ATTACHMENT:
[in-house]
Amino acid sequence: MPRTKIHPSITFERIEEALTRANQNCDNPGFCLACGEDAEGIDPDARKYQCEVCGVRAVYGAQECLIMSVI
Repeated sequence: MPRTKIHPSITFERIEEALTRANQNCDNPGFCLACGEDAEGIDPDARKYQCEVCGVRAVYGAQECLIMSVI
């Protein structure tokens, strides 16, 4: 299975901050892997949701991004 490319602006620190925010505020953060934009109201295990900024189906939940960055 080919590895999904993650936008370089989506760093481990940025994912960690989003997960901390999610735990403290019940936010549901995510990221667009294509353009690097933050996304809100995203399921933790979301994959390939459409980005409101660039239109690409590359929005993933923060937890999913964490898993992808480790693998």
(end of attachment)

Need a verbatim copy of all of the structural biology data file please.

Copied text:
[in-house]
Amino acid sequence: MPRTKIHPSITFERIEEALTRANQNCDNPGFCLACGEDAEGIDPDARKYQCEVCGVRAVYGAQECLIMSVI
Repeated sequence: MPRTKIHPSITFERIEEALTRANQNCDNPGFCLACGEDAEGIDPDARKYQCEVCGVRAVYGAQECLIMSVI
């Protein structure tokens, strides 16, 4: 299975901050892997949701991004 490319602006620190925010505020953060934009109201295990900024189906939940960055 080919590895999904993650936008370089989506760093481990940025994912960690989003997960901390999610735990403290019940936010549901995510990221667009294509353009690097933050996304809100995203399921933790979301994959390939459409980005409101660039239109690409590359929005993933923060937890999913964490898993992808480790693998």